KwaZulu-Natal's MEC for economic development, Nomusa Dube-Ncube, on Wednesday expressed "relief" after Toyota South Africa Motors (TSAM) confirmed a R2.5 billion investment in the province's automotive economy.
The company will be building a hybrid synergy drive (petro-electric) car at its plant in Prospecton, just south of Durban, with production expected to start in 2021. This will be the first hybrid vehicle built on the African continent.
Dube-Ncube said she was "encouraged by the strong commitment displayed" by TSAM CEO Andrew Kirby, and Nigel Ward, the company's executive vice president for manufacturing.
She thanked the company for its willingness to work with the KZN government "to turn around the situation despite challenges created by the outbreak of Covid-19."
Kirby confirmed via an interview on Tuesday that the automobile giant was still following through with the project, despite the "economic impositions" posed by the coronavirus health crisis.
“Our new Toyota model, including a hybrid version, will replace the Corolla sedan production line at our Durban factory,” said Kirby.
“I cannot mention the name of the new Toyota model that will go into production in South Africa next year, but what I can tell you is that it is not going to be a sedan."
Dube-Ncube said that her department had been "moving with speed" to ensure that the automotive supplier park Special Economic Zone (SEZ) was operational by 2021. In February, Toyota agreed to take up tenancy in the supplier park. “We had projected the creation of 1,339 jobs through an investment of R2.2 billion,” she said.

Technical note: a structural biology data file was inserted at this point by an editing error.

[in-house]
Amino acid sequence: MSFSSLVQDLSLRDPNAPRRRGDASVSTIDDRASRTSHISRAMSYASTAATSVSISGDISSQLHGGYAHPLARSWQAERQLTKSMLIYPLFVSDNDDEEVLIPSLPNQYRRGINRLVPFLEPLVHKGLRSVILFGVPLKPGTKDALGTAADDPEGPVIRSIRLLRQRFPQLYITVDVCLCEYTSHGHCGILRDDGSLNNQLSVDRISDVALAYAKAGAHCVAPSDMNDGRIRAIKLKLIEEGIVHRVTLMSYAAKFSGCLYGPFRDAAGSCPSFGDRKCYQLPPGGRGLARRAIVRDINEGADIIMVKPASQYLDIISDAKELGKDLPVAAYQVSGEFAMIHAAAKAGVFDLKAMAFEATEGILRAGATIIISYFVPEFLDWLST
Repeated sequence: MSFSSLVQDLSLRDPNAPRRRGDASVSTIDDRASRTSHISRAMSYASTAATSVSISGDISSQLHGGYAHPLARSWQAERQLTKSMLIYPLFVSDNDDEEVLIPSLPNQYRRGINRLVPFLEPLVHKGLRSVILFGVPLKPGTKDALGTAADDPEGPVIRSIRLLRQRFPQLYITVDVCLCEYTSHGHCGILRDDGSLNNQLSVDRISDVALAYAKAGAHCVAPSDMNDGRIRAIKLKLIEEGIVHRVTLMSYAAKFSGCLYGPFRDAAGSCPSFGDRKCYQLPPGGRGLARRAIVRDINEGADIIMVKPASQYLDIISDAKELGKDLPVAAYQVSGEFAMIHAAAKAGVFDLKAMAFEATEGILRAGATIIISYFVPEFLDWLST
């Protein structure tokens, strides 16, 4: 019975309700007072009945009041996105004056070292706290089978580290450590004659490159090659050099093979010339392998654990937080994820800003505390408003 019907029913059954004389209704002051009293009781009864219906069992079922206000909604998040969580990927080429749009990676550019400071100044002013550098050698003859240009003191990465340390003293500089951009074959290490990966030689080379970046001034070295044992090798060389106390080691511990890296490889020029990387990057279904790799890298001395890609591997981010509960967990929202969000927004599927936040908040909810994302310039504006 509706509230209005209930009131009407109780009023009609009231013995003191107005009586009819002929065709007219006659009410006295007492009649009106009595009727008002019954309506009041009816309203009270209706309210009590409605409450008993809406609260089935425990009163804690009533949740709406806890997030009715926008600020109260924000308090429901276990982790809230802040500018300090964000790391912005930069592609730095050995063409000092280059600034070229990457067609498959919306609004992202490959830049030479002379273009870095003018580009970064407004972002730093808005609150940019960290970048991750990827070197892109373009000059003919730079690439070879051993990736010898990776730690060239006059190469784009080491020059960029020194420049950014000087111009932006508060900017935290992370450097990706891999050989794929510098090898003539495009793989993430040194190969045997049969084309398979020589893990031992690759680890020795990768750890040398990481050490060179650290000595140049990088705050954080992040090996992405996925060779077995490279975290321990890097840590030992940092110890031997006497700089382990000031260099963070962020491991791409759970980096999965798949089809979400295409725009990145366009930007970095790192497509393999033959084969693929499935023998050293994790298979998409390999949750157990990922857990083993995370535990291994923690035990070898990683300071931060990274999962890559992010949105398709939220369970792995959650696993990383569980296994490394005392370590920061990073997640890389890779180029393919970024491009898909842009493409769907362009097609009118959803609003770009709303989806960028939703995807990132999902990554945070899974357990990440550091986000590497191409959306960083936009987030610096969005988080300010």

"One can never over-emphasise the contribution that has been made by Toyota into our economy. The company spends R24, 2 billion on procurement with previously disadvantaged communities benefitting," she said.
Since the country's coronavirus lockdown in March, the sector has lost billions, which brought into doubt Toyota's commitment to the hybrid project.
Prior to the lockdown, the province's transport equipment sector employed over 14,815 people, with 9,242 of these being in eThekwini.
The KwaZulu-Natal government has a stated intention of growing a thriving automobile industry that has a wide-ranging effect on the city and surrounding communities.
Even though the Toyota project has been confirmed as green lighted, Kirby said there may be a delay in commissioning the new hybrid production line because of Covid-19 travel restrictions.
“We hope that we can get specialists in before the end of the year,” he said.